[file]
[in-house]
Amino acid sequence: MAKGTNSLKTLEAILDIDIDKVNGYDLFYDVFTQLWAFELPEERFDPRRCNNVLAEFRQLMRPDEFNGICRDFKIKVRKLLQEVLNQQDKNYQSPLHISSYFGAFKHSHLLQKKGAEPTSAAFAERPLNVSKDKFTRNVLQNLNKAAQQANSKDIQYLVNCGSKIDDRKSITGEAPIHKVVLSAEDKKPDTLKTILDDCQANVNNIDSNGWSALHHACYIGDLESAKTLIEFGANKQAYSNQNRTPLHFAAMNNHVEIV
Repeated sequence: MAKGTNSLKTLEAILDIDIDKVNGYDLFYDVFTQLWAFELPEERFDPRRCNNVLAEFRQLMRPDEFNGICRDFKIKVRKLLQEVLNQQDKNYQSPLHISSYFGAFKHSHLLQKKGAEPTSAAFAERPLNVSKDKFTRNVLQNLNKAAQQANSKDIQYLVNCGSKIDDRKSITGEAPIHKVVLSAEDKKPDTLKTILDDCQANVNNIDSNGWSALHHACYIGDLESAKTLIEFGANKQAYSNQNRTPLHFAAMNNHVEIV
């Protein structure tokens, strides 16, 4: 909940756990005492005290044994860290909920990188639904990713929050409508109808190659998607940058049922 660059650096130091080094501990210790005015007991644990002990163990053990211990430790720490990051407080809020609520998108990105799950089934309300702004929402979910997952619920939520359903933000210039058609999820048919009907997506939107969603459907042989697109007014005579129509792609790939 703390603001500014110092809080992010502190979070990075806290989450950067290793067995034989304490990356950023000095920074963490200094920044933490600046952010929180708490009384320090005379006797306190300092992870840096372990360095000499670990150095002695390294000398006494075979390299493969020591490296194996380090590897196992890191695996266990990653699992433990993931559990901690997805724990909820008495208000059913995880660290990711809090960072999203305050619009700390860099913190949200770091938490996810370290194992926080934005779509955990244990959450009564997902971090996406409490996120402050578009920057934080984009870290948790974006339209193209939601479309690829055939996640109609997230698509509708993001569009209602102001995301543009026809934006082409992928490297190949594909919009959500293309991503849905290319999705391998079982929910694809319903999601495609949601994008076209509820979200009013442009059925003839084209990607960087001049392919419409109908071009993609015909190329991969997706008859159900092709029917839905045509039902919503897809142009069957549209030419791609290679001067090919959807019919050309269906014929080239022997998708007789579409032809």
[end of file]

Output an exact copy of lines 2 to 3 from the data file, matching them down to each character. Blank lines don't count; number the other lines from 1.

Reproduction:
Amino acid sequence: MAKGTNSLKTLEAILDIDIDKVNGYDLFYDVFTQLWAFELPEERFDPRRCNNVLAEFRQLMRPDEFNGICRDFKIKVRKLLQEVLNQQDKNYQSPLHISSYFGAFKHSHLLQKKGAEPTSAAFAERPLNVSKDKFTRNVLQNLNKAAQQANSKDIQYLVNCGSKIDDRKSITGEAPIHKVVLSAEDKKPDTLKTILDDCQANVNNIDSNGWSALHHACYIGDLESAKTLIEFGANKQAYSNQNRTPLHFAAMNNHVEIV
Repeated sequence: MAKGTNSLKTLEAILDIDIDKVNGYDLFYDVFTQLWAFELPEERFDPRRCNNVLAEFRQLMRPDEFNGICRDFKIKVRKLLQEVLNQQDKNYQSPLHISSYFGAFKHSHLLQKKGAEPTSAAFAERPLNVSKDKFTRNVLQNLNKAAQQANSKDIQYLVNCGSKIDDRKSITGEAPIHKVVLSAEDKKPDTLKTILDDCQANVNNIDSNGWSALHHACYIGDLESAKTLIEFGANKQAYSNQNRTPLHFAAMNNHVEIV